Escape Step 2:  Have planned responses

You may have noticed in many scenarios I said yes, because I didn’t have a ‘no’ readily available.  Here is a simple formula for graciously saying no.

  1. Thank someone for the opportunity.
  2. Tell them no and cite another commitment or limitation.
  3. Say yes to helping them in another way if you can.

For example, if someone asks you to serve on a committee at your children’s school for an upcoming event, you might reply:

I am honored that you have asked me, but I have to say no.  Right now I have committed as much as I can volunteering at the school.  I could however post flyers at work for you to help promote the event.”

Or, if someone asks you to speak on a weekend you intended to spend at home, you might reply:

“I appreciate the invitation. I am flattered that you want me as your speaker.  I need to say no though.  I have been gone too many weekends and need that time to get some things done at home.  However, I would recommend you call _____________(alternative speaker).  He’s really great.”

Lastly, if someone invites you to an event you don’t want to attend, you may reply:

“Thank you for the invitation.  I have to say no.  I have another commitment that evening, but I would love to have coffee with you next week if you have time.” 

I have never had anyone push me on what my other commitment is.  Even if they did, it’s really okay to say, “I have been gone way too much and I need to be home that day with my family.”  Or, you can cite another high priority.  It’s even okay to say, “I have been way overextended and I’ve got to have a down day or I am going to crash.”  Sadly, most people can relate to being overly busy and needing down time.

Whatever your response is, keep it simple so you don’t give someone an opening for pushing harder.  If they do, hold your ground with a simple, “Sorry I can’t.”

Escape Step 3:  Take the earliest opportunity to escape

Never tell someone let me think about it, unless you truly need to think about it.  If your gut is telling you no, then don’t waste your time or theirs by stringing them along. Say no now. There is no value in procrastinating.  Otherwise, you will create an open loop that is silently running in the background.  This will stress you as an unresolved decision.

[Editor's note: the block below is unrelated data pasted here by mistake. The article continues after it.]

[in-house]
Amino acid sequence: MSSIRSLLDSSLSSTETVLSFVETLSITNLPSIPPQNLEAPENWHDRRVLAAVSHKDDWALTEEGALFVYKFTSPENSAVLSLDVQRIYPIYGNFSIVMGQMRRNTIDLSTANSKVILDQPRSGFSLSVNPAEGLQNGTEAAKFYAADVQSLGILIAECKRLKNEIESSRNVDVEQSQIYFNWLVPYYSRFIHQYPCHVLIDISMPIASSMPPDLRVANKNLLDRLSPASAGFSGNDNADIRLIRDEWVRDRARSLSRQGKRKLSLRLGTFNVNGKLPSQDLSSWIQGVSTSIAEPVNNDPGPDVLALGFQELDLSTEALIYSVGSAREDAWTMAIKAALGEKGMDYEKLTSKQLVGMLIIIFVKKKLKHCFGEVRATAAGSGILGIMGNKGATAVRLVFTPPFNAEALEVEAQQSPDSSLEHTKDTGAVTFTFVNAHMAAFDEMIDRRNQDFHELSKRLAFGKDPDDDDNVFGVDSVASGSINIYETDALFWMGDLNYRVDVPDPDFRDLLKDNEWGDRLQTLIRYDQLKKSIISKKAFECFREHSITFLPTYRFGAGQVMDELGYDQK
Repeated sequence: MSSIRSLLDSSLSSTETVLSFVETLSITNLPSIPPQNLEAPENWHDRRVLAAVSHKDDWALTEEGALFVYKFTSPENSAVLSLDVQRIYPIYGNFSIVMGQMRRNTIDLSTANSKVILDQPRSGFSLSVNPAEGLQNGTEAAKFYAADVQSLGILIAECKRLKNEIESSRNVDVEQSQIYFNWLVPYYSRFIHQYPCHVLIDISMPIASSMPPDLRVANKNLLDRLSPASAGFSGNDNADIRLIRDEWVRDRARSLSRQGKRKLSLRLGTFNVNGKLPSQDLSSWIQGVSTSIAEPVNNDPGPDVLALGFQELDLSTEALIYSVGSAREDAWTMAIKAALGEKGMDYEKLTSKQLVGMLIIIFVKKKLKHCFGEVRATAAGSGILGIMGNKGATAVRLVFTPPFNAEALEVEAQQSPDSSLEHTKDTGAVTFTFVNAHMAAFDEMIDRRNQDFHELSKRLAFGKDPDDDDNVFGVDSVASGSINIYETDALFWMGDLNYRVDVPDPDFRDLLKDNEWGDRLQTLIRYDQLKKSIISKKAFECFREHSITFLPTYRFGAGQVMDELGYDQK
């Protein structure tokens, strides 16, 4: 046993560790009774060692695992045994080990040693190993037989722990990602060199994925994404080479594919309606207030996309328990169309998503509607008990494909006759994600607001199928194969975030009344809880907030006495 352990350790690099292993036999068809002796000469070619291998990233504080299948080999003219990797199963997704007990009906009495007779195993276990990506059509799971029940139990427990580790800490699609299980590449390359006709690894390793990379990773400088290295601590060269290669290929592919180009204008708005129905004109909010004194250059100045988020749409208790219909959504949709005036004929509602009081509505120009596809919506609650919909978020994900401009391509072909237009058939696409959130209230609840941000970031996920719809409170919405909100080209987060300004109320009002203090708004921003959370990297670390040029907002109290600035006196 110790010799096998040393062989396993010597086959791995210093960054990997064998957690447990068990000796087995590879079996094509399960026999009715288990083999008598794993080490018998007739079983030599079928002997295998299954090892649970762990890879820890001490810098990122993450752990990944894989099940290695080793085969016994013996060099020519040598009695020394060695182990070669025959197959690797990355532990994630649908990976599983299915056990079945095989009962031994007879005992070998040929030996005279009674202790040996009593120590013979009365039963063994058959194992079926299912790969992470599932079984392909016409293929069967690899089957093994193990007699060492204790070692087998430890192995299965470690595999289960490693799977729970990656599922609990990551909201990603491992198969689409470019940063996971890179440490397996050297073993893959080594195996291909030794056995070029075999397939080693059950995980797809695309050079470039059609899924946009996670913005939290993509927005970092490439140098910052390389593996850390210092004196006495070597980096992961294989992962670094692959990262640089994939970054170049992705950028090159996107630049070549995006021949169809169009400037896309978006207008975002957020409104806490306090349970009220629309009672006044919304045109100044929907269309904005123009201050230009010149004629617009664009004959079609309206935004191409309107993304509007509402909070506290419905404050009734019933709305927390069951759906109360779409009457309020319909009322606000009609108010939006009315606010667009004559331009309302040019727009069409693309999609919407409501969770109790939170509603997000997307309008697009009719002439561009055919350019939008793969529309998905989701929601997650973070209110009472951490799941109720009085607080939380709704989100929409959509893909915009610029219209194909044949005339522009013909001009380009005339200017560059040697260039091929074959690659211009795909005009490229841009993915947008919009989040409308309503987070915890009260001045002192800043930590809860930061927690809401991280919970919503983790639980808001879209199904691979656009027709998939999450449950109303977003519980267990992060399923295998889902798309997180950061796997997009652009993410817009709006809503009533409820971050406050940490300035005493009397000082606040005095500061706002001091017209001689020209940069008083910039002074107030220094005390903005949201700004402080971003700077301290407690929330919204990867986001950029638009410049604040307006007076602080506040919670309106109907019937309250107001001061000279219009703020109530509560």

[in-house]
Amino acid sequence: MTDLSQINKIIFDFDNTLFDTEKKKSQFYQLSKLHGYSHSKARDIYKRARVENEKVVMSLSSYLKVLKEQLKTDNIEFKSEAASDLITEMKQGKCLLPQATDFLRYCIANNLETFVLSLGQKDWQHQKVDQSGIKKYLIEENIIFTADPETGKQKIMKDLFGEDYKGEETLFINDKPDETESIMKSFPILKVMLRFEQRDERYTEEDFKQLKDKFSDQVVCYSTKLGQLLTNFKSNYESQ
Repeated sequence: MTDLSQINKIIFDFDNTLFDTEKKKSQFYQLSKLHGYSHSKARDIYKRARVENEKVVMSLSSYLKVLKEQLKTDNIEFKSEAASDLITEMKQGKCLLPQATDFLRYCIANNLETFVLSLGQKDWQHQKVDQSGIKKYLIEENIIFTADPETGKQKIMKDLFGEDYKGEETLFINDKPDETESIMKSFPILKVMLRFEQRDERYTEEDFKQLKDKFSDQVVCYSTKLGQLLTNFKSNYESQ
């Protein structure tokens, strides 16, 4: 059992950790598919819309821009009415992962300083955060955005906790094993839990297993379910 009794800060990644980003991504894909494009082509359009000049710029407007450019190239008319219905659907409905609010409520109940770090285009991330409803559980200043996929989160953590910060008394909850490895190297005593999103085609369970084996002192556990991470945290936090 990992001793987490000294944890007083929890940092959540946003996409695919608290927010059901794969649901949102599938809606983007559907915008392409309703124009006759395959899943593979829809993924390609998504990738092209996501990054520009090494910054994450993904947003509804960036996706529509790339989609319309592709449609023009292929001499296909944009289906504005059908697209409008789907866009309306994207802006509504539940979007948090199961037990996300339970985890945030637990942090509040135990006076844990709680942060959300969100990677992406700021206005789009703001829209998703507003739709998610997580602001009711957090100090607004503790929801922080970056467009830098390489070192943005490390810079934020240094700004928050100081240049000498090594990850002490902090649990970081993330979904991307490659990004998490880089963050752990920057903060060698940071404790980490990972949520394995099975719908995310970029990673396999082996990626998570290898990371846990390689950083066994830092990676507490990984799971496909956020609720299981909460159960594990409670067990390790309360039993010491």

Saying no is an essential of good time management.  With practice you will be able to do so more readily.  Take a few moments to do the following actions to prepare yourself to say no to distractions and yes to your priorities.

  1. Count the cost.  What is the cost of saying ‘yes’ to the wrong things?  Make a list of the things you are missing out on because of being overcommitted.  What will could be the long term impact of missing these things.  For example, lack of sleep.  Over time this could have a serious health impact on you.
  2. Picture your promise land. If you weren’t overcommitted what would you want life to look like? What would be an ideal evening?  What would be an ideal weekend?  How would you spend your time differently and what benefits would you experience?  Write as vivid of a description of these ideals as you can.
  3. Take a First Step out of the valley and into the promise land? What are three things you could say no to right now? What would be one small action step you could take to step away from something you don’t want to be doing?   Also, what are three activities you envisioned for and ideal evening or weekend?  What small action step could you take today to spend time in that activity?  Schedule these actions steps out of the valley and into the promise land in your in you daily planner right now.